A memo was released today to media by Milwaukee Alderman Robert Donovan regarding MPS’ Bradley Tech High School. It included allegations of incidents at the school, a criticism of responses to those incidents and implied that public officials are not kept informed.
Let’s set the record straight.
Milwaukee Public Schools remains committed to the safety of students at Bradley Tech High School – and all our schools. We take steps to protect children when students or others disrupt a school site.
Often the trouble we encounter comes in to our schools from neighborhoods plagued by crime and poverty.
MPS expends district resources to address those issues, as in the use of $60,000 in grant money to fund police patrols outside high schools at dismissal time, and to fund patrols in support of athletic events.
The allegation made that a rifle and a fake handgun were seized at the school is incorrect. Both weapons were found recently in the neighborhood, and in each case the suspect arrested was not currently attending Bradley Tech.
At Bradley Tech, we have worked in complete partnership with Milwaukee Police, the Milwaukee County District Attorney’s Office, and members of the Bradley Tech Commission. Police have been responsive and helpful. Superintendent Gregory Thornton has met with Milwaukee Police Chief Flynn and they continue to work together to address issues that plague our schools.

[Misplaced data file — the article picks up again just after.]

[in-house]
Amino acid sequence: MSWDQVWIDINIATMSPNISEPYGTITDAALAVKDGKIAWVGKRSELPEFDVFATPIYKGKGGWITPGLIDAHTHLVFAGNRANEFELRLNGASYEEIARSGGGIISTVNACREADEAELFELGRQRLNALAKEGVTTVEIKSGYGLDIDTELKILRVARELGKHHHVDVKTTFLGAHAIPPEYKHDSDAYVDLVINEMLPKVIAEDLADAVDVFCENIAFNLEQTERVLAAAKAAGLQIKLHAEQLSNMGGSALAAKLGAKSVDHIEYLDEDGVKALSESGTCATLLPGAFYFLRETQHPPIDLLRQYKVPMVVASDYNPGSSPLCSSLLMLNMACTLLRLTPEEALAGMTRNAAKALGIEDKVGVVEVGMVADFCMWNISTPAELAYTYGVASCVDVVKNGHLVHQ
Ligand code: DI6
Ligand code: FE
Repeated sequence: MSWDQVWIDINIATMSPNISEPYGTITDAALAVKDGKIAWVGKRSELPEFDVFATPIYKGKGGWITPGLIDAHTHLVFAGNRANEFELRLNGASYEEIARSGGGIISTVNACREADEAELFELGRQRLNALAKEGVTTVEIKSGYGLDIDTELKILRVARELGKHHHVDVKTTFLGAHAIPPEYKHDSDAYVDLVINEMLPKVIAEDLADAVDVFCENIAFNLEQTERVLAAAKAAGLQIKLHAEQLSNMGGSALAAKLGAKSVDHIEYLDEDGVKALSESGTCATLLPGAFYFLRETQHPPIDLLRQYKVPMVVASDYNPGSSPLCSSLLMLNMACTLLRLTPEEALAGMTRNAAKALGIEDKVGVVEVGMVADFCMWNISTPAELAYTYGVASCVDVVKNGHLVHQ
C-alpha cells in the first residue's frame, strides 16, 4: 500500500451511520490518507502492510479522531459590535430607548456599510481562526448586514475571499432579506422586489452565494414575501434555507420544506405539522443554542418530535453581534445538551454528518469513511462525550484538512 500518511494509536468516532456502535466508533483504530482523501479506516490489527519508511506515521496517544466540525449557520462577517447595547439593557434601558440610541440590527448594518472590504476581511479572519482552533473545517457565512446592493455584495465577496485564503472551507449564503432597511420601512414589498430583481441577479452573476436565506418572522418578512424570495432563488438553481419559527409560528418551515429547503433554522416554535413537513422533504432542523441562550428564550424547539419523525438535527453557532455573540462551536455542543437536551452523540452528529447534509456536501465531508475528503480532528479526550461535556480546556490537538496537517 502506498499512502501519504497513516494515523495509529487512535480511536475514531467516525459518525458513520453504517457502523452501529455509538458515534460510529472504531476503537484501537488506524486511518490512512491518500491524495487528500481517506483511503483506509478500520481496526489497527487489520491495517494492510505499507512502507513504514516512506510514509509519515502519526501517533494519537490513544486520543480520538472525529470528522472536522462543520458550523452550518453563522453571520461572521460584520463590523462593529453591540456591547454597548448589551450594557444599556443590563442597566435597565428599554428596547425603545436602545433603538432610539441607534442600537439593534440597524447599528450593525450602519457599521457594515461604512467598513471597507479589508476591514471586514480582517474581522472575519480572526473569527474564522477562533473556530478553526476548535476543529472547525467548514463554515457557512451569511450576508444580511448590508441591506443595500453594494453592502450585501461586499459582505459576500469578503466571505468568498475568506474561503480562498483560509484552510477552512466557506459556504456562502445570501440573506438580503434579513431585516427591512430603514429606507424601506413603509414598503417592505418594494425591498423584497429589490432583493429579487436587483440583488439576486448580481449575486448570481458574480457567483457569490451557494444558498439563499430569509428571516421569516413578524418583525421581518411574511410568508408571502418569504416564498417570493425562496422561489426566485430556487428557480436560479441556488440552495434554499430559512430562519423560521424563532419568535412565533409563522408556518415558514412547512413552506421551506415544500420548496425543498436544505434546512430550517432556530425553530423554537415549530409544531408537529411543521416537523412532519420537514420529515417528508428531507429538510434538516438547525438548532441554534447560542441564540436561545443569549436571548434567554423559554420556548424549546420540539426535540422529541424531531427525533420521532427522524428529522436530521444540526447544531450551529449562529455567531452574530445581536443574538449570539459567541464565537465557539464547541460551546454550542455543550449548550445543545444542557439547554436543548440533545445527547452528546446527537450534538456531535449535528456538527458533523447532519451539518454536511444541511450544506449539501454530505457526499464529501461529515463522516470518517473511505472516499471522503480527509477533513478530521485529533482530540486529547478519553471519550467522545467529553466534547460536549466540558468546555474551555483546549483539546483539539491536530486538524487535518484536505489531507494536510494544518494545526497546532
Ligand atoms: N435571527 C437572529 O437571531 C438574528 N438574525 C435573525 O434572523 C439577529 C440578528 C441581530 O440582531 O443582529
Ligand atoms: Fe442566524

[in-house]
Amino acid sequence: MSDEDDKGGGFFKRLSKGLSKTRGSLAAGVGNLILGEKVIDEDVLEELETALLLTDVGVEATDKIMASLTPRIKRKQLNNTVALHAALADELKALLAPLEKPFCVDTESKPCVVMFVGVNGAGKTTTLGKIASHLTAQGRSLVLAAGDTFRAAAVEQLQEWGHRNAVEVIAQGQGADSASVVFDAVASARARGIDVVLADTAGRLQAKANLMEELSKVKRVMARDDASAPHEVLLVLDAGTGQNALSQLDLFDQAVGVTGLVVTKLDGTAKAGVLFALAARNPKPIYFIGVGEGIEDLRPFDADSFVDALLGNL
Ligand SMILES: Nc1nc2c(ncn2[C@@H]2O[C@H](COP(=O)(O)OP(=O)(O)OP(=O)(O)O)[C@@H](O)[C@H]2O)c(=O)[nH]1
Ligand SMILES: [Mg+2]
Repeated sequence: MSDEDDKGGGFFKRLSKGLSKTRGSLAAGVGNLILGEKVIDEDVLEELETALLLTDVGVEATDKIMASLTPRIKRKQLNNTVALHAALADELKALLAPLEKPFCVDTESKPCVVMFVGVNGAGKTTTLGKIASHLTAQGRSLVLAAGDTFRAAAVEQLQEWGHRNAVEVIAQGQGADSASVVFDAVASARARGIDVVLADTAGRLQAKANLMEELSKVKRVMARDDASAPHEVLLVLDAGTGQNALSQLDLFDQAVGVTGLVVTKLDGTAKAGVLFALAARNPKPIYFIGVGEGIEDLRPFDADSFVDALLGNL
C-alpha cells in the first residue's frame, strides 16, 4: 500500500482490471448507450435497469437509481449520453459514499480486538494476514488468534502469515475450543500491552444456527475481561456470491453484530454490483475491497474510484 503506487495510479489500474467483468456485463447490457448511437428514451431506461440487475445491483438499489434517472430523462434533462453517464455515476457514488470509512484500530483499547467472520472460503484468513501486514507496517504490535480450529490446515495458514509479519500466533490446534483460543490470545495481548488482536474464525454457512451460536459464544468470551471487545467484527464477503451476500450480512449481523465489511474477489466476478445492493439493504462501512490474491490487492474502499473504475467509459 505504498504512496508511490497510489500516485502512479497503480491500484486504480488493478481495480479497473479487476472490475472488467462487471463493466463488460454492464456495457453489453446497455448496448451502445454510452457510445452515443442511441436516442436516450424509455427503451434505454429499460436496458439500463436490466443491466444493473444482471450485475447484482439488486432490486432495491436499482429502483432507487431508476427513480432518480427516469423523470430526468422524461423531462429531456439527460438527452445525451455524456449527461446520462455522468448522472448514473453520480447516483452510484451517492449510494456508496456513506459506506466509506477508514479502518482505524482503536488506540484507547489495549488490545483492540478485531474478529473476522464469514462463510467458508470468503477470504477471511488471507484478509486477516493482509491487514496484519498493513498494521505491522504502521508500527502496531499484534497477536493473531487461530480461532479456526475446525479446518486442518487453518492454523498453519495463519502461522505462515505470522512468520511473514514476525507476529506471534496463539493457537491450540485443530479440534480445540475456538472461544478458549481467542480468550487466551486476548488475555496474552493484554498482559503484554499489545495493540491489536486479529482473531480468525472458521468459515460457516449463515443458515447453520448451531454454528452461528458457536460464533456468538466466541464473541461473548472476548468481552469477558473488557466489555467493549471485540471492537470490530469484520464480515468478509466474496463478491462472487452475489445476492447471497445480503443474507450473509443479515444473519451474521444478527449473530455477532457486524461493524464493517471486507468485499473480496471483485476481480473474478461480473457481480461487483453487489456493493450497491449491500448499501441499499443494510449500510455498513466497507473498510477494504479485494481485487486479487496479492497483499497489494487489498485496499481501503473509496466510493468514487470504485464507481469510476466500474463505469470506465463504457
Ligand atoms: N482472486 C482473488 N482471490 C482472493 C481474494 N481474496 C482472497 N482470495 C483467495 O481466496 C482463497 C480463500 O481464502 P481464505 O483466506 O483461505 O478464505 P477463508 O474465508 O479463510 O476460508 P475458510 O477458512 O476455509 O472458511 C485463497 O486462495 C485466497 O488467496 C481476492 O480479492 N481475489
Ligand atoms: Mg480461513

Dr. Thornton recently met with Violence Free Zone representatives regarding Bradley Tech and the community’s challenge. We are frequently talking with our neighbors through the Walker’s Point Neighborhood Association, because a Bradley Tech representative makes it a point to attend the Association’s meetings. We are continually looking at ways to enhance safety. In the works: an effort to further restrict cell phones at the school.
On several occasions we have extended invitations to Alderman Donovan to work with us. He has yet to respond.
We welcome him to tour the school, and to view the efforts being made on behalf of Milwaukee’s children.
The problems that Milwaukee’s neighborhoods face spill over into our schools every day. We work closely with partners committed to addressing those issues in the best interests of our students and the community.
We welcome thoughtful discourse, because that is the kind of discussion necessary to achieve real solutions to community problems that have an impact on our schools.
May 2, 2014 //
May 2, 2014 //
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